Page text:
Report: Australian Workers Have Had A Gutful

Report: Australian Workers Have Had A Gutful
Enough is enough. Picture: Getty Images

Australians are on the look out for new jobs as a way to a decent pay rise. They’re losing confidence in the business and political environment – and aren’t putting as much effort into their roles as they used to.

Australians are at a tipping point at work, feeling waves of instability from politics, business and the property market. They are on the look out for new jobs, partly as a way to get a pay rise as wage increases flatline, despite unpredictable market conditions, according to analysis by Gartner.

Gartner’s Global Talent Monitor report for Q218 shows discretionary effort fell more than 2% over the June quarter, confidence in the business environment dropped nearly 1.5%, and intent to stay fell 3.2%, continuing a downward trend from the start of 2018.

“Several things are happening at once — political and business leadership is wavering, global economic confidence has faltered, and the property market has weakened; employees in Australia are feeling the volatility and instability in both their personal and professional lives,” says Aaron McEwan, HR advisory leader at Gartner.

“The typical employee reaction to uncertainty is for workers to put their heads down, focus and ride out the storm with their current employer.

“However, employees are getting itchy feet and they know that if they don’t move now, the looming Christmas recruitment cycle means they’re unlikely to find a new job until Q1 next year.”

McEwan says that many employees have figured out that the easiest way to get a pay increase is to find another job.

“And, of course it’s our best performers that have more choice, so they jump first,” he says.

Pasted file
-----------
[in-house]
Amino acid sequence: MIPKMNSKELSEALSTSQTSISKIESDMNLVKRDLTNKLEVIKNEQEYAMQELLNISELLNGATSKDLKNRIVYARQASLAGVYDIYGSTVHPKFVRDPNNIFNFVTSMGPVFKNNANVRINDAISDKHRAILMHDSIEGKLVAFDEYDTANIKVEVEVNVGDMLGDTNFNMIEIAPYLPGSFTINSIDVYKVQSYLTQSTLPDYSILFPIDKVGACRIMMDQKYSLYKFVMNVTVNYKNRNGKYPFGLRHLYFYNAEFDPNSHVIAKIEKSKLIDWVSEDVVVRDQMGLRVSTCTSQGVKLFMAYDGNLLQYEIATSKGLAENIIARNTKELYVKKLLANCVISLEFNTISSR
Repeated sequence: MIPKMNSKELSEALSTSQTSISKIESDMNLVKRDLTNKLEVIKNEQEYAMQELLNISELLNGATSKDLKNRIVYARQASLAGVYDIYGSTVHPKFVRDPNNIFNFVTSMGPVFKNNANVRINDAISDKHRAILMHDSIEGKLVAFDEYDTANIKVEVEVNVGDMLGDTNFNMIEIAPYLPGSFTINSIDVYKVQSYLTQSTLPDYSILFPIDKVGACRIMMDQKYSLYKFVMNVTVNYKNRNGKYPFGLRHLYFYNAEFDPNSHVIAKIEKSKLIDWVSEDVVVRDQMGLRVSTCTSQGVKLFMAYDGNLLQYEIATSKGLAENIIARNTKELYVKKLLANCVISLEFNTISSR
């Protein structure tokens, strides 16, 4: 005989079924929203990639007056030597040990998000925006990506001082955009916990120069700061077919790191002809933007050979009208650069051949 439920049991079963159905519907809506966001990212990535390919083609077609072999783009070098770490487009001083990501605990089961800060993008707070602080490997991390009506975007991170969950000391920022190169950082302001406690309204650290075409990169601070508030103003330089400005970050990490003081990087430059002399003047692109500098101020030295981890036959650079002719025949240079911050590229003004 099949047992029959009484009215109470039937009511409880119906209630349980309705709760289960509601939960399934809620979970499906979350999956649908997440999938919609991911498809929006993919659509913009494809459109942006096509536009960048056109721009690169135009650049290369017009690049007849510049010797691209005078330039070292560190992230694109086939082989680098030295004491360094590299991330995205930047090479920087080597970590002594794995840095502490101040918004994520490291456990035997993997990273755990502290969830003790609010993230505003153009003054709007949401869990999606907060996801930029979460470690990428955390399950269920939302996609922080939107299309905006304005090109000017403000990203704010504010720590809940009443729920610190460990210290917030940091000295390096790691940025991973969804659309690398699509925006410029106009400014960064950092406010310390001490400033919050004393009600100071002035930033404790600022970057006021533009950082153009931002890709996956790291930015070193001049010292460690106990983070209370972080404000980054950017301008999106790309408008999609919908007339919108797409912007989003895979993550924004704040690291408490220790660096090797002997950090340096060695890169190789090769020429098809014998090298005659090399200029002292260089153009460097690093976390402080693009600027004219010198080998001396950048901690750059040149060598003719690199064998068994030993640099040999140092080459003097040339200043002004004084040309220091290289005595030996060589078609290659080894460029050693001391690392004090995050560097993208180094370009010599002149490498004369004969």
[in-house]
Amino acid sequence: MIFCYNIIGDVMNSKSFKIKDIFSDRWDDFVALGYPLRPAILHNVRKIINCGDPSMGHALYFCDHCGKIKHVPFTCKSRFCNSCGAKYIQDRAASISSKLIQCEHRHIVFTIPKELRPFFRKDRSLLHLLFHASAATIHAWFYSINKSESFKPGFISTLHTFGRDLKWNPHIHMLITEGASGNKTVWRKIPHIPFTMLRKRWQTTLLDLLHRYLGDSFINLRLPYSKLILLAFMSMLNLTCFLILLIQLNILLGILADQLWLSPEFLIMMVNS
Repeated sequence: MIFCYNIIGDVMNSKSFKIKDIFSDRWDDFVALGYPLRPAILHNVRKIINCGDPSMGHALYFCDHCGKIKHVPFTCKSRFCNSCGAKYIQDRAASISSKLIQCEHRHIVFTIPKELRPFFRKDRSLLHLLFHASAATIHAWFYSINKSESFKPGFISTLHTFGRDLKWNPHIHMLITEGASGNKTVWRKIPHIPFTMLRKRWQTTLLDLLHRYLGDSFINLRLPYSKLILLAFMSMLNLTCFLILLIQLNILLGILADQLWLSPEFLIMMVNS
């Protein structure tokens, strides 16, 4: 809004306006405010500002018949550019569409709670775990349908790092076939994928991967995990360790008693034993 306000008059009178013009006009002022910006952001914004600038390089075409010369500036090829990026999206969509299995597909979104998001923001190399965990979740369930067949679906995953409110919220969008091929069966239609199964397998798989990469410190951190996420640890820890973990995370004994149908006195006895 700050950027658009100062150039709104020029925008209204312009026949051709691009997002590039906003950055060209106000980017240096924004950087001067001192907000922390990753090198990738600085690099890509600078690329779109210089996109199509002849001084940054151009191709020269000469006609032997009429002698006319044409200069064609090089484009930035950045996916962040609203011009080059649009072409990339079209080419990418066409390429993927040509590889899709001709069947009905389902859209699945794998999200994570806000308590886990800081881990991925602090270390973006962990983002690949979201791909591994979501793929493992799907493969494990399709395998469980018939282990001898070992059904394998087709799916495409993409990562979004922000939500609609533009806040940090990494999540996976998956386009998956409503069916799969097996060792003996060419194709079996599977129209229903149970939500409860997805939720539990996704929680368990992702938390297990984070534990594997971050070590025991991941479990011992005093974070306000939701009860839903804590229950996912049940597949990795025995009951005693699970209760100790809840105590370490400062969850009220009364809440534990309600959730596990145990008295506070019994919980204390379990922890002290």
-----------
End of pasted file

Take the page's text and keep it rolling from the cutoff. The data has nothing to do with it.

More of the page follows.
Offical numbers show wage growth in Australia rose by 0.6% for the June quarter in seasonally adjusted terms, leaving annual growth at 2.1%.

The Gartner data reveals that stability has become increasingly important to employees; climbing into fourth place as a key driver of attraction for Australian workers, alongside work/life balance, location and respect.

At the same time, work/life balance has climbed four places and is now the fourth most important reason why a person will leave their job in search of a new one.

“In a competitive labour market where it’s tough to find the right talent, employers need to re-evaluate their Employee Value Proposition (EVP) to make sure they are focusing on what matters most to employees. In this case, organisations should inject stability and balance into their workplaces,” says McEwan.

To re-engage employees and stop them jumping ship, employers should look to personalise their engagement strategies. This means understanding and focusing on what employees value from their experiences with the company, rather than implementing policies, systems and processes that attempt to be all things to all employees.

Research shows there are significant benefits to an approach that places an emphasis on employee values, including a 14% increase in employee performance compared to companies that adopt a one size fits all approach.

Flexible work, for instance, can mean different things to different employees. While one person may enjoy flexible working hours during school holidays, others may opt for flexible working every day. It’s having the option that makes employees feel valued and satisfied with their employer.

“For example, parental leave has a greater emotional investment compared to other types of leave and often results in lots of questions and concerns about status, pay and benefits,” says McEwan.

“It requires a unique approach and must be handled differently depending on the needs of the employee.”

Here’s how Australia compares to the rest of the world, according to the second quarter 2018 Global Talent Monitor:


Global Talent Monitor data is drawn from the larger Gartner Global Labour Market Survey which is made up of more than 22,000 employees in 40 countries. The survey is conducted quarterly and is reflective of market conditions during the quarter preceding publication.


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